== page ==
THE VIDEO GAME THEORY READER Mark Wolf and Bernard Perron, eds. New York: Routledge, 2003, 331 pp.
The Video Game Theory Reader serves as an excellent introduction to video game studies, the history of video game studies, the current positions in the field, and the current problems with video game studies. The Reader manages to argue for and present several important points while avoiding the pitfalls of homogenizing new or existing media forms, and it manages to analyze video games in their own right. In the introduction, after briefly covering the history of video game studies, editor Mark Wolf states that:
The video game is clearly a unique medium and worthy of attention and forms of theory that can address it specifically, narrative elements and conventions taken from other media are still present to a great degree in many games, and a spectrum of positions exist combining ideas and terminology from various movements, even as the terms and definitions are not always agreed upon (11).
Following Wolfs comments, the book is a productive attempt to present the most popular of these current positions and to tentatively define video game theory within the contexts of existing scholarship, while also declaring some of video games' unique and significant attributes. The fourteen essays approach video games from various positions in order to clarify both the nature of the games as a medium as well as current theoretical arguments over them. While the majority of these articles are well written and fruitful, some showcase the current problems with video game studies.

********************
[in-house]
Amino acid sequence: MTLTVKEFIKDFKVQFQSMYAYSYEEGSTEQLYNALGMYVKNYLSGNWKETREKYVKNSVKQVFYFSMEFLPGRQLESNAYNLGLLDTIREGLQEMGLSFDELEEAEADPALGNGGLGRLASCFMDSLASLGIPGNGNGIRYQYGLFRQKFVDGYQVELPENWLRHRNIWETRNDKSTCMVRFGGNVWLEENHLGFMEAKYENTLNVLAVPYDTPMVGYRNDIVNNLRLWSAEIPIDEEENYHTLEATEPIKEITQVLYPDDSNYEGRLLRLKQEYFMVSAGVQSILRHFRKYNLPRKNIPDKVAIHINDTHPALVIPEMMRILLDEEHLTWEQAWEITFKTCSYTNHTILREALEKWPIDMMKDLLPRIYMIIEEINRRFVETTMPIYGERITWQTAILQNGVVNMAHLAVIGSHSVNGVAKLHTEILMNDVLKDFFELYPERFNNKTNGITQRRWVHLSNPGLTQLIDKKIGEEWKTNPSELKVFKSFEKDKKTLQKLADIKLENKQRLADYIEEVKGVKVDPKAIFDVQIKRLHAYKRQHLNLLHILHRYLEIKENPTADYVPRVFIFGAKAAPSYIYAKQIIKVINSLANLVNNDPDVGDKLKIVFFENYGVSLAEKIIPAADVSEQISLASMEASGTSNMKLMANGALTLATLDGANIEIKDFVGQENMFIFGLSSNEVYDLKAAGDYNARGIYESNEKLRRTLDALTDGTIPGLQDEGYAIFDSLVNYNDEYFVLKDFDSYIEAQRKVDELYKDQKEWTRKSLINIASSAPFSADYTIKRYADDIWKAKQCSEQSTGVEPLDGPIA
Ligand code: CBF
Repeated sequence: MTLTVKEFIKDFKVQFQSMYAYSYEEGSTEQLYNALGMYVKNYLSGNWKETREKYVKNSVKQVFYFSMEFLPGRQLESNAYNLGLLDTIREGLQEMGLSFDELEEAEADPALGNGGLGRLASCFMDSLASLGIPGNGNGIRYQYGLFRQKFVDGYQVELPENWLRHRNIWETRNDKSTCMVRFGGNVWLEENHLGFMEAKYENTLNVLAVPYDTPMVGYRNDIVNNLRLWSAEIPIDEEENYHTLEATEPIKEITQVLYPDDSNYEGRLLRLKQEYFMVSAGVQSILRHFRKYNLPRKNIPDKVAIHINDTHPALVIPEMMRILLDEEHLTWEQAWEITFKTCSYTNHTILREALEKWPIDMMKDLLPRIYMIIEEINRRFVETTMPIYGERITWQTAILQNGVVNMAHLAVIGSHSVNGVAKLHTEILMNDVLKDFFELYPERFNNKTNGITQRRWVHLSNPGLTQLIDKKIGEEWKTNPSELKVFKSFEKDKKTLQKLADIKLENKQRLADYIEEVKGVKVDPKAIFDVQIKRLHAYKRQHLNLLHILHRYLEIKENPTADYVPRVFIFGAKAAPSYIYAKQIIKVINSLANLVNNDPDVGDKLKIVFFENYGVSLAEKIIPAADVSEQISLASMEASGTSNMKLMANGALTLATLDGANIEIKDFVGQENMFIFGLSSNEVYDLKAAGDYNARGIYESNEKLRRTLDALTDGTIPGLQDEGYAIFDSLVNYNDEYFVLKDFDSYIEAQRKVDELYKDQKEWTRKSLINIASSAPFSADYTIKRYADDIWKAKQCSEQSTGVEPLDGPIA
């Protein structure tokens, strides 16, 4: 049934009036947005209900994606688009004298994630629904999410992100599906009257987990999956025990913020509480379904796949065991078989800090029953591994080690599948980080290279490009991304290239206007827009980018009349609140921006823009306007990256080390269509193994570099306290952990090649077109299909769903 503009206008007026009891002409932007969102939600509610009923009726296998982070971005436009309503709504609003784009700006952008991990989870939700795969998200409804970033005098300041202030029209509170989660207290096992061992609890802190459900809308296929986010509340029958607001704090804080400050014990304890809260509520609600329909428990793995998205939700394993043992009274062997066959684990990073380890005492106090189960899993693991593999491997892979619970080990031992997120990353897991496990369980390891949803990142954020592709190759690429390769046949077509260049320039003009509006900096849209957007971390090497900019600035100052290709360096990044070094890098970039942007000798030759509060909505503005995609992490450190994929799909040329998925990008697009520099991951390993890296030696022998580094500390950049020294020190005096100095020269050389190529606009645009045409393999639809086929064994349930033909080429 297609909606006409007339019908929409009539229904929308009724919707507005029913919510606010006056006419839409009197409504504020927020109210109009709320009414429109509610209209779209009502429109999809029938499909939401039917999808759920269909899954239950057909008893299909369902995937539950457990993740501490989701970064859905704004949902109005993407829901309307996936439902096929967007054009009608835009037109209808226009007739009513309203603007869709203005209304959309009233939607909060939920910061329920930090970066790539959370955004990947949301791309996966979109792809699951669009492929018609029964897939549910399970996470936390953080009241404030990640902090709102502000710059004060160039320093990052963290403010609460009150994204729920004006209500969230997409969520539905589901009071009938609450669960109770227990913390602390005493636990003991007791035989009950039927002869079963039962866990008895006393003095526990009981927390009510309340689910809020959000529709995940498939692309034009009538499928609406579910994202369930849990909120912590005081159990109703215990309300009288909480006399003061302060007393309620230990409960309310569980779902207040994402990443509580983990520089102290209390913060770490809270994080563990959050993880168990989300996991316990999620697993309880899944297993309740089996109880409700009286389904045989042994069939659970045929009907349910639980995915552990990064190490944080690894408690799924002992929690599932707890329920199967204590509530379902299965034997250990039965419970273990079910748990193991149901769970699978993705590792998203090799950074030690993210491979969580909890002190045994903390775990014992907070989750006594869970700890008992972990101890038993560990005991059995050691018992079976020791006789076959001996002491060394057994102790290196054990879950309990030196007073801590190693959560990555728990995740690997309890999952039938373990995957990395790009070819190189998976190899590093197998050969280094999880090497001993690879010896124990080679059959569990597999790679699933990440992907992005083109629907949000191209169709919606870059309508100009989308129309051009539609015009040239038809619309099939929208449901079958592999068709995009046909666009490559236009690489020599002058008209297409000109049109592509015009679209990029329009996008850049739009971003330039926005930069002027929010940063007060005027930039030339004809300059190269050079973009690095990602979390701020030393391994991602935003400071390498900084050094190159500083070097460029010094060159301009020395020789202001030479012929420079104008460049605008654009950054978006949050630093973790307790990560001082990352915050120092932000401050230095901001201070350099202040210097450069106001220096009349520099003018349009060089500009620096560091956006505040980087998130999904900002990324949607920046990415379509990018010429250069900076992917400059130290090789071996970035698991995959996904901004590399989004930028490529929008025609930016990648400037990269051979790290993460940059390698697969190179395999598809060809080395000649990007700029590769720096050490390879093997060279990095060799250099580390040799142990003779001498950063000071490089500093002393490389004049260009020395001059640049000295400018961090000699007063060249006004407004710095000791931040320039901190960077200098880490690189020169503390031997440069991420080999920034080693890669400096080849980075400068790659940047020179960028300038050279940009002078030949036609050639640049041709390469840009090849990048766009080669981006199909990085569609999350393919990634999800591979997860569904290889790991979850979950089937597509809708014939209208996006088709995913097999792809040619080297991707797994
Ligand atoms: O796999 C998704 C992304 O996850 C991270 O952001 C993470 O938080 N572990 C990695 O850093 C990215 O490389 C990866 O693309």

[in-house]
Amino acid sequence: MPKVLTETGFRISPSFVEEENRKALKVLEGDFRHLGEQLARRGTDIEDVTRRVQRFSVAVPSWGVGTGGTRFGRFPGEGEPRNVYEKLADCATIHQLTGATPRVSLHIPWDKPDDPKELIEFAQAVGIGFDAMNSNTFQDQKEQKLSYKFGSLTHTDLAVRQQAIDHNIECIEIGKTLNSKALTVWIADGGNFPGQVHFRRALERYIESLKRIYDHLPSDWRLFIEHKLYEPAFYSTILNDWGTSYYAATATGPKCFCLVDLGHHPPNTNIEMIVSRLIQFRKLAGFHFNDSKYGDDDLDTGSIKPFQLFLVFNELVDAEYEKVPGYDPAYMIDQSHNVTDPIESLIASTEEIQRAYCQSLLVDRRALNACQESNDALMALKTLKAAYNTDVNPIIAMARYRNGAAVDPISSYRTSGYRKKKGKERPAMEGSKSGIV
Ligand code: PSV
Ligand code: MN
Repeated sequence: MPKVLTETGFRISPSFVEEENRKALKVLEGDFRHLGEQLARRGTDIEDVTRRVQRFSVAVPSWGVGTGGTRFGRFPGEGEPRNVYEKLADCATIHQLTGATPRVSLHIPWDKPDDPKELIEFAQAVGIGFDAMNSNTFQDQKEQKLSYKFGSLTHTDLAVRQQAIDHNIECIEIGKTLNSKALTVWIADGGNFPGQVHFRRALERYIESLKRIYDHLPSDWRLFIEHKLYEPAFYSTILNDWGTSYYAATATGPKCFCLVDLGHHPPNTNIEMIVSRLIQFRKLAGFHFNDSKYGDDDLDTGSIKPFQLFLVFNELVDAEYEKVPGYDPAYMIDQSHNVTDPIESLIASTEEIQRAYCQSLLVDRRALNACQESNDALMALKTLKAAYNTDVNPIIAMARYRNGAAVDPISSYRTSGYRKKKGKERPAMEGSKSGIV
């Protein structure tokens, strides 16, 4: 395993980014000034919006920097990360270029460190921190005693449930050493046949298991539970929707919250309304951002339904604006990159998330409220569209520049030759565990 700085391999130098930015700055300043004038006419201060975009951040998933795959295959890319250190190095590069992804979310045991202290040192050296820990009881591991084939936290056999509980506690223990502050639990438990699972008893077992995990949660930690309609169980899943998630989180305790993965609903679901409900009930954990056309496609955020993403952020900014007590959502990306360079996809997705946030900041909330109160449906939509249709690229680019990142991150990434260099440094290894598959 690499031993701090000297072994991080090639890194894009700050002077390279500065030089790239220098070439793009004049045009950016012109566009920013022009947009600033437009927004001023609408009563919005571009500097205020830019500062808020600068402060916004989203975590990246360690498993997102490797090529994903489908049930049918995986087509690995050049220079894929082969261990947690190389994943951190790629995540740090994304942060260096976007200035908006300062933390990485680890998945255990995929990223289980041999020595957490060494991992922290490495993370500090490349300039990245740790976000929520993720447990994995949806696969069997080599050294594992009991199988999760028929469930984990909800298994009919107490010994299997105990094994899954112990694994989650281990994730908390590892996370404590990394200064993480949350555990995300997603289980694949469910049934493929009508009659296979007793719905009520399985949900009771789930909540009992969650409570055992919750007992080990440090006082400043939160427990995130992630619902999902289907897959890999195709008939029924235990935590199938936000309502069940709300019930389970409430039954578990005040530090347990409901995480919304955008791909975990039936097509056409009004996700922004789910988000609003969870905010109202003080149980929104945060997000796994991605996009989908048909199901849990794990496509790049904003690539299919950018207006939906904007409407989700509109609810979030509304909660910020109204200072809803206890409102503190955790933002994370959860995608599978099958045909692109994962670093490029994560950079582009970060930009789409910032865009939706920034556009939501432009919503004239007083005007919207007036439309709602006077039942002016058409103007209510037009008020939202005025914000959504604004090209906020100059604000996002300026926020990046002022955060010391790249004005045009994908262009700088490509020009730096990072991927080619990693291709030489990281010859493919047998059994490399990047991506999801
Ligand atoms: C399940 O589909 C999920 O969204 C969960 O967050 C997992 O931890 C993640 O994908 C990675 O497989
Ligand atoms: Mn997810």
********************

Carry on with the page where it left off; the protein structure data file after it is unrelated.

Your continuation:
The most useful chapters are those that attempt to establish a critical vocabulary for video game studies; those that study video games for how they operate and the effects of these operations; and those that focus on current critical discussions. Wolfs introduction and his essay "Abstraction in the Video Game" serve to establish some critical vocabulary while connecting his delimitation of terms to the emerging critical vocabulary of theorists such as Lev Manovich and Janet Murray. Likewise, Alison McMahan's "Immersion, Engagement, and Presence: A Method for Analyzing 3-D Video Games" argues fora method of analyzing video games using presence as part of an aesthetic criteria. McMahan's essay draws on the critical concepts of immersion and engagement, both of which, among video game scholars, are hotly debated in connection to interactivity. McMahan's essay also highlights the significance of interface and perspective as components of video game play and theory. Similar to McMahan's essay is Bob Rehak's "Playing at Being: Psychoanalysis and the Avatar," which addresses player perspective and player representation within the field of the game space. Other essays also address identity formation in massively multiplayer online roleplaying games (MMORPGs), embodied experiences with video games, cyborg relationships with technology and entertainment, and war games and visual rhetoric.